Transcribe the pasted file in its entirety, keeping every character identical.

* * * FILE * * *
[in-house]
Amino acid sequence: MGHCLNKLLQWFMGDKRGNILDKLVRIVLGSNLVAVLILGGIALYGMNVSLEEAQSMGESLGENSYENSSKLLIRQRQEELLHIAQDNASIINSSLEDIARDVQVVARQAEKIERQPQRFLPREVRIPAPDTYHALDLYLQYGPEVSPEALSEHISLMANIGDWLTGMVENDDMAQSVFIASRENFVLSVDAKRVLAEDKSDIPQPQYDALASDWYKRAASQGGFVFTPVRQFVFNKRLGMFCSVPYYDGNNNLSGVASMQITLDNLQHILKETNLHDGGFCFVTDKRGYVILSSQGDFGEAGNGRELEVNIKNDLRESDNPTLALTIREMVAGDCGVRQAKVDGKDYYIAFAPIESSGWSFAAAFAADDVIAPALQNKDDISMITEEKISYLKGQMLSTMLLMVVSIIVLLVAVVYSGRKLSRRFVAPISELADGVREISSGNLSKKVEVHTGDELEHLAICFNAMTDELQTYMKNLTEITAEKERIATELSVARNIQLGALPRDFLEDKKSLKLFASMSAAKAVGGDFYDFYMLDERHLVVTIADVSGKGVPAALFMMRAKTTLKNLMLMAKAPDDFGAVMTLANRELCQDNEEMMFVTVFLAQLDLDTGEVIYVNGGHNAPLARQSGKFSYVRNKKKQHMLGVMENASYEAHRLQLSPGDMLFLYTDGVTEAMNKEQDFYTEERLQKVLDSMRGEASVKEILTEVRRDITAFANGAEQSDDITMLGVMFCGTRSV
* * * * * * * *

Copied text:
[in-house]
Amino acid sequence: MGHCLNKLLQWFMGDKRGNILDKLVRIVLGSNLVAVLILGGIALYGMNVSLEEAQSMGESLGENSYENSSKLLIRQRQEELLHIAQDNASIINSSLEDIARDVQVVARQAEKIERQPQRFLPREVRIPAPDTYHALDLYLQYGPEVSPEALSEHISLMANIGDWLTGMVENDDMAQSVFIASRENFVLSVDAKRVLAEDKSDIPQPQYDALASDWYKRAASQGGFVFTPVRQFVFNKRLGMFCSVPYYDGNNNLSGVASMQITLDNLQHILKETNLHDGGFCFVTDKRGYVILSSQGDFGEAGNGRELEVNIKNDLRESDNPTLALTIREMVAGDCGVRQAKVDGKDYYIAFAPIESSGWSFAAAFAADDVIAPALQNKDDISMITEEKISYLKGQMLSTMLLMVVSIIVLLVAVVYSGRKLSRRFVAPISELADGVREISSGNLSKKVEVHTGDELEHLAICFNAMTDELQTYMKNLTEITAEKERIATELSVARNIQLGALPRDFLEDKKSLKLFASMSAAKAVGGDFYDFYMLDERHLVVTIADVSGKGVPAALFMMRAKTTLKNLMLMAKAPDDFGAVMTLANRELCQDNEEMMFVTVFLAQLDLDTGEVIYVNGGHNAPLARQSGKFSYVRNKKKQHMLGVMENASYEAHRLQLSPGDMLFLYTDGVTEAMNKEQDFYTEERLQKVLDSMRGEASVKEILTEVRRDITAFANGAEQSDDITMLGVMFCGTRSV